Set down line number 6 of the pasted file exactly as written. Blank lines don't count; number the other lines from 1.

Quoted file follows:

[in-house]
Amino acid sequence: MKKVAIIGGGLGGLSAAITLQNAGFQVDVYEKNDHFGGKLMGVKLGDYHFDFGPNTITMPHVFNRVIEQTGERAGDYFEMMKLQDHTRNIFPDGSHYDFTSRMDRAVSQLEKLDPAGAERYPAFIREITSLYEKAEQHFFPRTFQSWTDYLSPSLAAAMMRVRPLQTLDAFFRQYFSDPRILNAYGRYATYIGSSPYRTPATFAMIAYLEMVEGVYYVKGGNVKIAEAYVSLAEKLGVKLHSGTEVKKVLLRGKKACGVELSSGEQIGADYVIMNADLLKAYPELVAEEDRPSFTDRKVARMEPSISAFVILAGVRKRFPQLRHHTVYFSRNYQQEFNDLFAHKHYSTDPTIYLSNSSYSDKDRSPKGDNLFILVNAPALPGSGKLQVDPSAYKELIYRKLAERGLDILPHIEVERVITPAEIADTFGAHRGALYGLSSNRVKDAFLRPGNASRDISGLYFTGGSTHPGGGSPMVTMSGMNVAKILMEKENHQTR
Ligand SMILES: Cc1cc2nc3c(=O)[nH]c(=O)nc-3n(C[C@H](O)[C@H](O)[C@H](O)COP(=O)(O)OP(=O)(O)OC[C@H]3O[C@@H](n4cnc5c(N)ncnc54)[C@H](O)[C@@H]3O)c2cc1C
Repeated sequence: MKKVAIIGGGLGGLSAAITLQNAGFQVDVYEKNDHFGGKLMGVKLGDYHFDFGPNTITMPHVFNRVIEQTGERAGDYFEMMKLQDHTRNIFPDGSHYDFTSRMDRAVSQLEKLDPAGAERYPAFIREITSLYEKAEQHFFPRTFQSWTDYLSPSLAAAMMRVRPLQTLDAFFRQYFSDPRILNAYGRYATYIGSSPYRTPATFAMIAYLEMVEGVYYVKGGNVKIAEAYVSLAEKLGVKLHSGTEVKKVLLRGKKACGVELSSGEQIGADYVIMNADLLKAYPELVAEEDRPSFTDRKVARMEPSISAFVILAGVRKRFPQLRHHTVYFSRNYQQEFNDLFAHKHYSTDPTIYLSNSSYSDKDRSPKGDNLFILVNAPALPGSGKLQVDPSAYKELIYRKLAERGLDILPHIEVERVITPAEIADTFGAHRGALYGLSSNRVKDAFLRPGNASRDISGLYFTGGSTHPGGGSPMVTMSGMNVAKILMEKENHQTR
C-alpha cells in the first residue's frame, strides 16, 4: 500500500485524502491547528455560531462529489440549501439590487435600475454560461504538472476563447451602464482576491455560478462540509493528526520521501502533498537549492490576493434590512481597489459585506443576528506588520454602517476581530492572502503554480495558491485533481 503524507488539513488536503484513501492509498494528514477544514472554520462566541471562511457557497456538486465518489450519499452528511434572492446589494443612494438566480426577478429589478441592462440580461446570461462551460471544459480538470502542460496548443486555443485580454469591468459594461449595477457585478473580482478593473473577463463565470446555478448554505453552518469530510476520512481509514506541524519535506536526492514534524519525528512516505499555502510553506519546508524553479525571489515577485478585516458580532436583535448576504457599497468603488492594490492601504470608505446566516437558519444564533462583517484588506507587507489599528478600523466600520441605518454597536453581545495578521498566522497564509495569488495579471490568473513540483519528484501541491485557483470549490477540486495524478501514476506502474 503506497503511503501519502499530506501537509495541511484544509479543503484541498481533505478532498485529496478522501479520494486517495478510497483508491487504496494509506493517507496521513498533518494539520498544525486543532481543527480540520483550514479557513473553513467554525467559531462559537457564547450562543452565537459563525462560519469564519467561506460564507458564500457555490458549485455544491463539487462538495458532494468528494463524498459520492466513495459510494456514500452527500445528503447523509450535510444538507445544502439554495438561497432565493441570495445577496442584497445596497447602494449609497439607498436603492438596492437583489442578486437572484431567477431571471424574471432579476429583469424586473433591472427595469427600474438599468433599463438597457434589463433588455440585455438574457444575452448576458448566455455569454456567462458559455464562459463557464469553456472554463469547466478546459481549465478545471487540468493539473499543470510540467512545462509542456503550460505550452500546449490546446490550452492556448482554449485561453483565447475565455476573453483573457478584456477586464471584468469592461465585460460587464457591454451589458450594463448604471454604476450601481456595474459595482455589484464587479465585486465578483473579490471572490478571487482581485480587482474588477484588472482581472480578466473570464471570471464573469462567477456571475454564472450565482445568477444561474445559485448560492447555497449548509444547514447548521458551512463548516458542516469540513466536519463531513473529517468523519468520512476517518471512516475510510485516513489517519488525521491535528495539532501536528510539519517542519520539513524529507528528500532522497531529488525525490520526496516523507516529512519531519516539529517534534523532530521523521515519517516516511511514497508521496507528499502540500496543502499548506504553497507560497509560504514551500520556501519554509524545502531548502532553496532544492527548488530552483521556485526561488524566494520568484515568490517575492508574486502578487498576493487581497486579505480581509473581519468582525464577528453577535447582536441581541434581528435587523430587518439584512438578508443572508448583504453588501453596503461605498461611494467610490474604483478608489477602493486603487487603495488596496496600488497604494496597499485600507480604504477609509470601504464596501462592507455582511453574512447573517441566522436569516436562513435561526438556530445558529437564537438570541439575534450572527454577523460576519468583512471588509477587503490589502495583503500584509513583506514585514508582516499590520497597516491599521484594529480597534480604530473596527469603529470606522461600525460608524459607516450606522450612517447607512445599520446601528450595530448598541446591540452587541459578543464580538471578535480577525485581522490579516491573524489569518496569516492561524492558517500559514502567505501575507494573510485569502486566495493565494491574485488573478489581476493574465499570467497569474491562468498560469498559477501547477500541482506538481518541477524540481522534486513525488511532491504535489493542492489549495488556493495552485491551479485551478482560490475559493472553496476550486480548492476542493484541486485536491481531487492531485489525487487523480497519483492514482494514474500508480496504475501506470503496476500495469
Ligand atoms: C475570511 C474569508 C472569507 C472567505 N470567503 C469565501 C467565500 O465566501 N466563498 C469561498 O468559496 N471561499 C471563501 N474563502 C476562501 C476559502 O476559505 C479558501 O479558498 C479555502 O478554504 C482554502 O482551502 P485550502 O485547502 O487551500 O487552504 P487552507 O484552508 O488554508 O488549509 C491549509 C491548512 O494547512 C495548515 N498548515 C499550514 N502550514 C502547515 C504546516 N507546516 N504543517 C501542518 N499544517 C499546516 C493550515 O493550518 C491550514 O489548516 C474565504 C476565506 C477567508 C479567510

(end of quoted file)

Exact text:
Ligand atoms: C475570511 C474569508 C472569507 C472567505 N470567503 C469565501 C467565500 O465566501 N466563498 C469561498 O468559496 N471561499 C471563501 N474563502 C476562501 C476559502 O476559505 C479558501 O479558498 C479555502 O478554504 C482554502 O482551502 P485550502 O485547502 O487551500 O487552504 P487552507 O484552508 O488554508 O488549509 C491549509 C491548512 O494547512 C495548515 N498548515 C499550514 N502550514 C502547515 C504546516 N507546516 N504543517 C501542518 N499544517 C499546516 C493550515 O493550518 C491550514 O489548516 C474565504 C476565506 C477567508 C479567510